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WoWAug 13, 2018 10:00 am CT

Looking for a guild? Here’s how to find a great group of people

As Battle for Azeroth begins, players will want take advantage of all the new content — and sometimes of that means having a good group of people to play with. For many of us, that means joining a guild, but finding the perfect one can be a daunting process. And it’s a process you want to get  reasonably right the first time, because that means less time looking for a group and more time playing in a group (i.e. happier gameplay).

How does a player find a guild? First of all, you need to answer two basic questions.

  • How much can you play? Do an honest assessment of just how much time you can spend in the game. When can you raid or participate in events? How long can you spend online doing guild things? Guilds may expect you to attend a certain number of events or come to events, and you may need to spend more time collecting consumables or other items to help you play your best. No sense joining a guild that does events if can’t participate in them.
  • What are you looking for from the game? Do you want to raid, run old content, collect achievements, or something completely different? There are guilds available for most every kind of game play — you just need to know what you want to do in the game when you go guild shopping.

Armed with these answers, I recommend you do your research. Yes, this will take time, but the reward is a better game experience with like-minded people. Here’s where to start your search.

  • Check the forums. The Guild Recruitment Forum draws players and guilds from all over WOW. If you have time, read through the pages and pages of recruitment posts — but if you don’t, head straight to your realm forum. You’ll see, in an instant, which guilds are recruiting. A good guild advertisement post tells you what kind of guild they are, what they do, and what they’re looking for in new players. Does it sound like what you want? There should be a contact for more information.
  • Check the Guild Finder. Open the Guild and Community panel (J) and click the Guild Finder tab. There are a few checkboxes to click to narrow down the list of guilds, then you can view descriptions of matching guilds. But you may want to do more research, as there aren’t enough ways for guilds to differentiate themselves. A casual guild and hard-core guild may both raid, but they’re two very different experiences.

Now that you have a list, it’s time to winnow it down.

  • Look up guilds on the Armory. Go to the World of Warcraft webpage, click the search box in the upper right, and type in the guild name you’re interested in. Check out their achievements. Browse the news to see what’s happening — and how recently it’s happened. But I wouldn’t shy away from a brand new guild, either, because all guilds were new once. It depends upon what you’re looking for.
  • Head to Google and search for them. Seriously. If they have a web site, go there. Poke around. Is the web site up t0 date? Does the guild do things you’d like to participate in? You should be able to determine if what you see online is what you’d like.
  • Talk to the GM. If you still have questions, send an in-game letter to the guild master. I like answering questions about my guild, and I’d rather you ask me a bunch of questions than have you guess about whether my guild is the guild for you.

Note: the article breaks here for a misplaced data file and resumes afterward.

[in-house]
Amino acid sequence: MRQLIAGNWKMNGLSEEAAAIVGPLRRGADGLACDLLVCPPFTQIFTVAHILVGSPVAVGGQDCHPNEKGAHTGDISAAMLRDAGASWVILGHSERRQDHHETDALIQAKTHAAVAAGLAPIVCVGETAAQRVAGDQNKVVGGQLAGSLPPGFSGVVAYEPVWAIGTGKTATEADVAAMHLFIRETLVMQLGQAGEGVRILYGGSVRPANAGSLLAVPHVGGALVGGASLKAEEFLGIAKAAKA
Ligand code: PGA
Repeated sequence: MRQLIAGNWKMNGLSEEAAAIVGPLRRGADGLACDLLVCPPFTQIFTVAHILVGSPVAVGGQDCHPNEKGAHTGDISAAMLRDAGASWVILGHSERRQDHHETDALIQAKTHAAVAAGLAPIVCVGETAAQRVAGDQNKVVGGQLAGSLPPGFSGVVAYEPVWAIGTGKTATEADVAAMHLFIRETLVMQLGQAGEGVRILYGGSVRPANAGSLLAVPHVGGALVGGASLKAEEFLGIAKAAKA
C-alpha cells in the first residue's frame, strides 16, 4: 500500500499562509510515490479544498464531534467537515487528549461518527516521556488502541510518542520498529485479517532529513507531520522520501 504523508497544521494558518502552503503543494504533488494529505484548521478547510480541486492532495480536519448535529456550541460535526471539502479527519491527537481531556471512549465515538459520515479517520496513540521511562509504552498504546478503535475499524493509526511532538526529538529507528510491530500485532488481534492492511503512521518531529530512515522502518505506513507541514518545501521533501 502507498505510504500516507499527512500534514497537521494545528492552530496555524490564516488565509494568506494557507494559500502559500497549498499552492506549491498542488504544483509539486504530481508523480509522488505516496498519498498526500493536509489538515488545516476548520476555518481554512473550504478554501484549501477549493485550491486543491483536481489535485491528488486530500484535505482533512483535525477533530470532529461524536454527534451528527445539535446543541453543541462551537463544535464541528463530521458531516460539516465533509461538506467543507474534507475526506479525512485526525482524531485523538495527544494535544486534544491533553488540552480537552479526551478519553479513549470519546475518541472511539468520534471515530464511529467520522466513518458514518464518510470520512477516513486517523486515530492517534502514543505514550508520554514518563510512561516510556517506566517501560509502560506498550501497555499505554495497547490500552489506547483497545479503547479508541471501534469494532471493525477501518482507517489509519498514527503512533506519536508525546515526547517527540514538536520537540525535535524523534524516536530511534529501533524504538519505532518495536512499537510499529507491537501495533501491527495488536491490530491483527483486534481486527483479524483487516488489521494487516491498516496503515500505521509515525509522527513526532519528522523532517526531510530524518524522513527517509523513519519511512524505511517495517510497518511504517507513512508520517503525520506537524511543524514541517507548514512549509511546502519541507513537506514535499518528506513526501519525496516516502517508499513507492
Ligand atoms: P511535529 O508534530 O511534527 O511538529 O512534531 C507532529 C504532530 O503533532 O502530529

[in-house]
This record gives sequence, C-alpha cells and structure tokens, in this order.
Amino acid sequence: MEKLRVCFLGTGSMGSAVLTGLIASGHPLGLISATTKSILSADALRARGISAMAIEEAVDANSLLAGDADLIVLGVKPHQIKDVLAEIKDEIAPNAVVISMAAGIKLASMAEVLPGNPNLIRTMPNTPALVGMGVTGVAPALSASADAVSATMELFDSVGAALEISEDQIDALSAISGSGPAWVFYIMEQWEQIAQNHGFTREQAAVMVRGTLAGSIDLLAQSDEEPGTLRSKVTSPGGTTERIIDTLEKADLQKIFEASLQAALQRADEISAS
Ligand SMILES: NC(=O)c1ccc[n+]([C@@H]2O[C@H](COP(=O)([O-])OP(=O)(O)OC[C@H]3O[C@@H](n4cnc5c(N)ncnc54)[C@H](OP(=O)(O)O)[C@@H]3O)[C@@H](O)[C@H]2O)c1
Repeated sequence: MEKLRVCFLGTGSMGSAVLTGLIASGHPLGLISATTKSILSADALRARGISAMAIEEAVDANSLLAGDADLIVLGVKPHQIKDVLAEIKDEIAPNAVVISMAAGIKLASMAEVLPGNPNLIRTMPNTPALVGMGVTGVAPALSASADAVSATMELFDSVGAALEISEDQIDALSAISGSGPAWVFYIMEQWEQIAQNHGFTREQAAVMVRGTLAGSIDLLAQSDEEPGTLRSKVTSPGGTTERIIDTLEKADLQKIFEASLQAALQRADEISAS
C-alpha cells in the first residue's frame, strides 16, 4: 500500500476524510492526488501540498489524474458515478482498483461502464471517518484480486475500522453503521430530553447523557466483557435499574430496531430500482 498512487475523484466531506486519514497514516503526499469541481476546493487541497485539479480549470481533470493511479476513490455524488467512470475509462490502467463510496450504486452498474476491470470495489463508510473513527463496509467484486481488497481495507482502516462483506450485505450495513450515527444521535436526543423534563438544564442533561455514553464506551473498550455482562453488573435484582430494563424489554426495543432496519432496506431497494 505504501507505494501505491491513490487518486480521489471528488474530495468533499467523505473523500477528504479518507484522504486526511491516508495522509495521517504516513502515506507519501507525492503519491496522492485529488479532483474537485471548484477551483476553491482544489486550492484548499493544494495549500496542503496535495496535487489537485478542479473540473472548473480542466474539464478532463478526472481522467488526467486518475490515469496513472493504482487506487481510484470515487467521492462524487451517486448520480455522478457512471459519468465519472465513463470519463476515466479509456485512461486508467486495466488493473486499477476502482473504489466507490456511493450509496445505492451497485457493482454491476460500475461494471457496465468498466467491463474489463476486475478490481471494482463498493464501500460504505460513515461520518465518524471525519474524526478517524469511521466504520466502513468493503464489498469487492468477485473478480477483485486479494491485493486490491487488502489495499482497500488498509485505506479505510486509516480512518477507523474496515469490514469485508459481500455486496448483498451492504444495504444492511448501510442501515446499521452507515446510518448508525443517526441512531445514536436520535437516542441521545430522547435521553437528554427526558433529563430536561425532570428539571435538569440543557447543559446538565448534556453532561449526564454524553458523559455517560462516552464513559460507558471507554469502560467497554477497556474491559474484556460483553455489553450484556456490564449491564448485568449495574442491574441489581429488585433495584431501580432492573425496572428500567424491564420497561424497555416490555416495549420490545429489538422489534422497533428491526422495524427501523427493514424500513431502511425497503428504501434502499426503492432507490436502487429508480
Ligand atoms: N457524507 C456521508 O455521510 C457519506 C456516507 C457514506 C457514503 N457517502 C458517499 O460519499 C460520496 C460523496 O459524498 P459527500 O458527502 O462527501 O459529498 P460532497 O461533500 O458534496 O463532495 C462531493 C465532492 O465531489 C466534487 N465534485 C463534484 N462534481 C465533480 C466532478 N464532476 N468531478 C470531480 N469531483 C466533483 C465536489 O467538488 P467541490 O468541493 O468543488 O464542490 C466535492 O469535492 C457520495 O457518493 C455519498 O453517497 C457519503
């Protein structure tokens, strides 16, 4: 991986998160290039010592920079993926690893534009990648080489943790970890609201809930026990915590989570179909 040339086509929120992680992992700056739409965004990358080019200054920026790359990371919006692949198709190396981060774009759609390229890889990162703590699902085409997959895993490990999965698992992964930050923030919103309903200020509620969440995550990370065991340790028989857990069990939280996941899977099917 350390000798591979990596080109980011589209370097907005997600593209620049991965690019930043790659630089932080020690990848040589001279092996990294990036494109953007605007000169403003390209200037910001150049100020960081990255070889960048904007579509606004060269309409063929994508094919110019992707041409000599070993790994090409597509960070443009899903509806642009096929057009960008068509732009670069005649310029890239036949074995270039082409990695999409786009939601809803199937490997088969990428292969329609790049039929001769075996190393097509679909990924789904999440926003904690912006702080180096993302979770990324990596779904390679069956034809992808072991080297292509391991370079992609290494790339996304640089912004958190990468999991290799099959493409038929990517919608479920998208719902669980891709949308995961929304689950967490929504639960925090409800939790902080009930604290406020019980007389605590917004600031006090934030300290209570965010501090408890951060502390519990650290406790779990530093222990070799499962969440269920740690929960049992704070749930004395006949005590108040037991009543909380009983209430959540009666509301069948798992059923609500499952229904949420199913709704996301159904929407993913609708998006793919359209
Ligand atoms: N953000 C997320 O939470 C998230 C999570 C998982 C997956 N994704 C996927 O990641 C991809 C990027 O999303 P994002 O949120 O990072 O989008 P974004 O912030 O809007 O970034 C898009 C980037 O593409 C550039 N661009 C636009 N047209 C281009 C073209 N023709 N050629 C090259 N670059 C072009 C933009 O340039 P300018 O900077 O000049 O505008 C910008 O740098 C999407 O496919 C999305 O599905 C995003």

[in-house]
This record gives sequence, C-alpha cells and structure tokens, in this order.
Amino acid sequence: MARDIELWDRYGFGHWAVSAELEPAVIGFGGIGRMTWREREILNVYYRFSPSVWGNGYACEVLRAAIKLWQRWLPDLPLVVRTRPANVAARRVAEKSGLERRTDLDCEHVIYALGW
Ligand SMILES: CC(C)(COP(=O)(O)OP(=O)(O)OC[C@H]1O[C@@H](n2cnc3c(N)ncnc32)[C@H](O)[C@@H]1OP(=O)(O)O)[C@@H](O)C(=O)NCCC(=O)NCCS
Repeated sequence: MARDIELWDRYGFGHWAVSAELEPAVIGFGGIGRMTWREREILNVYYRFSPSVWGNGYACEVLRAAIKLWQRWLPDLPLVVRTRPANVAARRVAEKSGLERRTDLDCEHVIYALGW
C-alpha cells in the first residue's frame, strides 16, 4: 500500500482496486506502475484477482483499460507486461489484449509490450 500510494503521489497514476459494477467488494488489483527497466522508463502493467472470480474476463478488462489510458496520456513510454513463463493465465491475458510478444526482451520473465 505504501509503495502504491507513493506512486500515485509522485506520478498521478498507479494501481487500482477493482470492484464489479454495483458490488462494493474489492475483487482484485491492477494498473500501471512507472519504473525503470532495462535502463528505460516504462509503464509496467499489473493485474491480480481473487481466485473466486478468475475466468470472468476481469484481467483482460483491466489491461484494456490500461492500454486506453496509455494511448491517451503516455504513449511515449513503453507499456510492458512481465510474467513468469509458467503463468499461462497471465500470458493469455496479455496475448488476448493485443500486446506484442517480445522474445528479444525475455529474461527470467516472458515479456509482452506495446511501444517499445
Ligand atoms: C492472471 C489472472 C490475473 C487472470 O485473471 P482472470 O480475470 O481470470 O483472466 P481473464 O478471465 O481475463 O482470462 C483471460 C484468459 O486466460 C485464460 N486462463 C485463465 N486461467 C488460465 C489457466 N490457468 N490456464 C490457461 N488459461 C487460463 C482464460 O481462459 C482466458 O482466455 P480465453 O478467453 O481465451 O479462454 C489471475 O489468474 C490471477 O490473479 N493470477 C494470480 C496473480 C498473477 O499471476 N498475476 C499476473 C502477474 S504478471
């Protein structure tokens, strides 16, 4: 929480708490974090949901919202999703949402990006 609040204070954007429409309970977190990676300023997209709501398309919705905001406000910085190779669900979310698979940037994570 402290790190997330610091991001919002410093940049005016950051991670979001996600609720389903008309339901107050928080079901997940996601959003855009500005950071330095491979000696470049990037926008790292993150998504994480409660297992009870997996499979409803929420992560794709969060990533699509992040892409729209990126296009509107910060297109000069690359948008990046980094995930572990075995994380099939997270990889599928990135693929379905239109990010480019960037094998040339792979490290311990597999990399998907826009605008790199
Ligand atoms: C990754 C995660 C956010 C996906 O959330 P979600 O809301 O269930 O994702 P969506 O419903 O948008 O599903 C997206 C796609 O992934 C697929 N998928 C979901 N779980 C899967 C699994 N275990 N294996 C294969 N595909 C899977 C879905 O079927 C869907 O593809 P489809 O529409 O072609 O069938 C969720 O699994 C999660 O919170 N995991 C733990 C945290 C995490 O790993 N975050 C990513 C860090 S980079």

• If you decide to apply, follow the instructions. That seems obvious, but I’ve had people get to the letter stage and then expect I’ll invite right away. No. We have an application process for a reason. If the guild you want to join has one, follow it.

Now, if this is more work than you want to do, there are easier methods of finding a guild… though you won’t know exactly what you’re getting into.

  • Watch General chat. Hang out in any major city and read recruiting texts in General or Trade chat. Good recruiting statements tell you a bit about the guild, such as raid times, casual/hard core/family friendly, etc. These texts come with a toon name to whisper for more information or an invitation.
  • Ask your groupmates. If you join a group with the LFG tool and like how the group went, ask if anyone in the group has a guild that’s recruiting. Be advised that people often don’t always want to chat when they are in a group, so don’t take it seriously if people don’t talk. You’re more likely to get a response if more than half of the group is from the same guild — they’ll probably be amenable to talking about their guild. Make a note of the guild name and search for them later. If you contact the guild’s officers to ask about joining, let them know you were in a group with some of their players and had fun!
  • Ask your Community. If you’re in any Communities, you could find a guild with similar interests right there. Ask if any guilds are accepting new members.

One thing to keep in mind, you may find your “ideal” guild is on a server where you’ll need to spend money to transfer your characters, and only you can decide if it’s worth it. I recommend making a low level toon on that server, join the guild, and see if it’s just what you want. Then you can spend the money, or wait for a sale, to move your toons.

Your time is precious so you want to make a good choice about what guild to join. You can find a good guild with any of these methods, but doing more research up-front can reduce your hopping around because your new guild isn’t what you expected. Even with the new Community feature, guilds are still the best way to see and do all and be home by supper.

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